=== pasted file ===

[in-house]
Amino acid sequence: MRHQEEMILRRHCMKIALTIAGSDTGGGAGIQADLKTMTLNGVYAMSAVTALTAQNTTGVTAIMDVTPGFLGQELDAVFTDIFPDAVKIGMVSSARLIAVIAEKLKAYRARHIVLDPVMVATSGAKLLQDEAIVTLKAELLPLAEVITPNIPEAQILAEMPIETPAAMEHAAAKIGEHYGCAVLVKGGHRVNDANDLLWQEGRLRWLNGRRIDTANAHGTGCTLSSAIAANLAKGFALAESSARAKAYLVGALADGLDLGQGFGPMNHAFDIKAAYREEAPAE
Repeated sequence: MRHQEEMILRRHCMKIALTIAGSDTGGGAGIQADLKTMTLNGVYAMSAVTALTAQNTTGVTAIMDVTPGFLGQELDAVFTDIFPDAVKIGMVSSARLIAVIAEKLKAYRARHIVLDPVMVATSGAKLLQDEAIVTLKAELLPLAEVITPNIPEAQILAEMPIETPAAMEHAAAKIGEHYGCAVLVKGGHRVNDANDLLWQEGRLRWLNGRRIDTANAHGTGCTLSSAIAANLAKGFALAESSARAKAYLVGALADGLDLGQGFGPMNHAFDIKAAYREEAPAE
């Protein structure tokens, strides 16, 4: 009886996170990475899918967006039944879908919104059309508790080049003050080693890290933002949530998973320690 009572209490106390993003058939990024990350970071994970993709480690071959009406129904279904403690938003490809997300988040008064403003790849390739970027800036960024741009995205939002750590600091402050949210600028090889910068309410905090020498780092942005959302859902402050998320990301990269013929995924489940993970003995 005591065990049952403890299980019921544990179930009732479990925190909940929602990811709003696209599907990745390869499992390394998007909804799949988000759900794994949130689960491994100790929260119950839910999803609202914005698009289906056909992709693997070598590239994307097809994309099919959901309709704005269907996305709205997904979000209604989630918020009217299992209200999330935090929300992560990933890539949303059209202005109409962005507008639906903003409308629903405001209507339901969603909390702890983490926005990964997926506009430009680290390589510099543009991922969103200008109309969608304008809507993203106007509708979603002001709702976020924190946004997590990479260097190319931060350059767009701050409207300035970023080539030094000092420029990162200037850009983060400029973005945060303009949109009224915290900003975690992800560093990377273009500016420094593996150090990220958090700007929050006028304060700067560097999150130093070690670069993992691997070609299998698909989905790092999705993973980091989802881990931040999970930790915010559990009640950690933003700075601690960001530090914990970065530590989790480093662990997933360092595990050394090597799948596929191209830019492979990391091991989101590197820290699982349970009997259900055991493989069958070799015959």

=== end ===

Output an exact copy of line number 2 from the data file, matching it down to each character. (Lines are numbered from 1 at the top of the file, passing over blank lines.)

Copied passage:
Amino acid sequence: MRHQEEMILRRHCMKIALTIAGSDTGGGAGIQADLKTMTLNGVYAMSAVTALTAQNTTGVTAIMDVTPGFLGQELDAVFTDIFPDAVKIGMVSSARLIAVIAEKLKAYRARHIVLDPVMVATSGAKLLQDEAIVTLKAELLPLAEVITPNIPEAQILAEMPIETPAAMEHAAAKIGEHYGCAVLVKGGHRVNDANDLLWQEGRLRWLNGRRIDTANAHGTGCTLSSAIAANLAKGFALAESSARAKAYLVGALADGLDLGQGFGPMNHAFDIKAAYREEAPAE